(Monopoly would be more interesting with a side betting market on who was going to win the game. That market would suddenly spring to life when two people were negotiating a trade as the rest of the players would basically be casting their bids in the side market. The result would be a realtime “fair value” meter presiding as judge over the trade. As you tweak the cash and property sweeteners in the deal, see if everybody thinks you are overshooting fair value. For advanced players, a whole meta strategy would unlock since the side market influences the real game.)

Kathleen Mercury on Board Gaming With Education Podcast

Link: https://www.boardgamingwitheducation.com/games-in-schools-and-libraries/

About Kathleen: Educator with a special focus on teaching gifted students game design (Link)

Transcription: Otter.AI

I incorporated Kathleen’s presentation to these notes for the sake of consolidation.


Overview

Kathleen believes:

“Happiness comes from being able to choose the life you want to live.”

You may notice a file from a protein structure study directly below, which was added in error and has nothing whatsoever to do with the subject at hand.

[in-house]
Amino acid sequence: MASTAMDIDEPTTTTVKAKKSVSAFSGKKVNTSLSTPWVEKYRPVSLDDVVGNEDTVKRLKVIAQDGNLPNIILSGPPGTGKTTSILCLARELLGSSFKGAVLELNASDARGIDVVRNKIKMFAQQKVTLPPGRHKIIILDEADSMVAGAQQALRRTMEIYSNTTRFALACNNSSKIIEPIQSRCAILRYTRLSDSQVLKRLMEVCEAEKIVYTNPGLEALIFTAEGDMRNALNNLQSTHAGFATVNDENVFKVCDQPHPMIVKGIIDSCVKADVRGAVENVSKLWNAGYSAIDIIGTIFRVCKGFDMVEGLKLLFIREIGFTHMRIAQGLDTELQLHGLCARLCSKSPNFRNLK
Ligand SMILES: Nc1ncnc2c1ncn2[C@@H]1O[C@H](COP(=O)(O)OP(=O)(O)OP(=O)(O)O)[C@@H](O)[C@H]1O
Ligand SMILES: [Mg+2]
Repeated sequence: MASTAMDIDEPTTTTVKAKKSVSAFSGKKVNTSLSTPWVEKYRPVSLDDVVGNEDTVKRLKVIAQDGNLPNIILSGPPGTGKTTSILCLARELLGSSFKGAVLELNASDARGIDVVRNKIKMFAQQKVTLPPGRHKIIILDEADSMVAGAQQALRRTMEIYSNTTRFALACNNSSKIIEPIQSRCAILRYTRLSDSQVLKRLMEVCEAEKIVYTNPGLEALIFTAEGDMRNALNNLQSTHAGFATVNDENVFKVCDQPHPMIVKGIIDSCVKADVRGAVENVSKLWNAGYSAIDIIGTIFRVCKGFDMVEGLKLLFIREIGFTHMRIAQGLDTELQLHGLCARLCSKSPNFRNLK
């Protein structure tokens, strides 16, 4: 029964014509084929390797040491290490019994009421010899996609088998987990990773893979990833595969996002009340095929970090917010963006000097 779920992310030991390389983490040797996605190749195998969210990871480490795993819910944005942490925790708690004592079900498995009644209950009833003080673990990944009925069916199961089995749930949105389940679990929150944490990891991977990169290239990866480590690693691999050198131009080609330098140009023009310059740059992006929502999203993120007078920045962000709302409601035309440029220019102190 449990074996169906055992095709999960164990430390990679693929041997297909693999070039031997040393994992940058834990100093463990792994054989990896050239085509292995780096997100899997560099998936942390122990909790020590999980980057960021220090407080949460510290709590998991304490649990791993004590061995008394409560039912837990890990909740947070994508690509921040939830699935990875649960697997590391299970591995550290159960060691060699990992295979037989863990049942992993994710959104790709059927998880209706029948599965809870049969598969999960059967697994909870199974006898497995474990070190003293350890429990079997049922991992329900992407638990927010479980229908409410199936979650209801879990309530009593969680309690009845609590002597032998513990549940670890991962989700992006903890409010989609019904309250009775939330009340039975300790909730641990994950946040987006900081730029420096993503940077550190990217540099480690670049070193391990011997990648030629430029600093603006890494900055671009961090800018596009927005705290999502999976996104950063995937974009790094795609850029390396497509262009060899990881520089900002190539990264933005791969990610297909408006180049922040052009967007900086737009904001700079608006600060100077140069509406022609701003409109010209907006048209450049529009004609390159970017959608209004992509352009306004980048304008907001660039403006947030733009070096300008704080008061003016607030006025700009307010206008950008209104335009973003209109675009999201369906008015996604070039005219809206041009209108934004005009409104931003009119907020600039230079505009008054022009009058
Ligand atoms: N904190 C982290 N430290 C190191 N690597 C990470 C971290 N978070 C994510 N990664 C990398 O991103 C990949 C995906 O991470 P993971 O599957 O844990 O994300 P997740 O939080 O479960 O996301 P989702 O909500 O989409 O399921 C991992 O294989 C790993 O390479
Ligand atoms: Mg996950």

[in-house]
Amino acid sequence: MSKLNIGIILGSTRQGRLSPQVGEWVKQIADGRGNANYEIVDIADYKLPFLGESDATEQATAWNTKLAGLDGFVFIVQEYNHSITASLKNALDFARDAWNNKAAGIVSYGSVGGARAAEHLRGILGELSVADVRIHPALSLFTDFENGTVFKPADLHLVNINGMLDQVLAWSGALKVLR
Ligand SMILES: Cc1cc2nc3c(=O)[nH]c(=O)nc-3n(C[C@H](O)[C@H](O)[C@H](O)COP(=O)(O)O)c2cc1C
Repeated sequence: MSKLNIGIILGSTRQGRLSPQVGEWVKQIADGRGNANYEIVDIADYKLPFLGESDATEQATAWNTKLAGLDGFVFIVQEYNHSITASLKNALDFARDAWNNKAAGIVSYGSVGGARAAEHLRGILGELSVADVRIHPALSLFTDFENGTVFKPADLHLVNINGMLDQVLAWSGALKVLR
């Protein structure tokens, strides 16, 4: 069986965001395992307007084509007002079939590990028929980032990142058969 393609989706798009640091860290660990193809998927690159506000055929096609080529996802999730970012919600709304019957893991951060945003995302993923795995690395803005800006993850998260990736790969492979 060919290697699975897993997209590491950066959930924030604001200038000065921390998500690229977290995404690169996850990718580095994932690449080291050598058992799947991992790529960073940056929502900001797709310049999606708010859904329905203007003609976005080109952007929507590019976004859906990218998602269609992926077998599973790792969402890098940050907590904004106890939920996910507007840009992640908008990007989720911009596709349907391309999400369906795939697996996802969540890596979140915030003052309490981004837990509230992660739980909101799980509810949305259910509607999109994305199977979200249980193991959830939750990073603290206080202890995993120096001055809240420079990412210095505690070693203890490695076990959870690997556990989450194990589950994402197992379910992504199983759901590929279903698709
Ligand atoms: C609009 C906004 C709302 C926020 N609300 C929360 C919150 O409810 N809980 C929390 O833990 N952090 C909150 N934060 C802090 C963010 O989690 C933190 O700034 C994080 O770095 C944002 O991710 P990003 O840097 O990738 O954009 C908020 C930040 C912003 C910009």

To empower students there are 2 anchor ideas:


Be Producers Not Consumers

…what I want more than anything for my students is for them to be creators, not consumers…The only thing I care about is what ideas they have, and giving them the tools where they feel empowered to take on big complex challenges where they have no idea of what the final product will be, but that they can build in and learn the skills and confidence that they can hopefully get themselves there. That’s what I care about because if I can get them to accept that and do that, then they can pretty much take on whatever challenges come their way for the rest of their lives.

Bias Towards Action

For those familiar with the Silicon Valley ethos of “Move fast and break things” this will be familiar. Despite, her midwest roots and home Kathleen’s thinking has been heavily influenced by the Stanford D-School.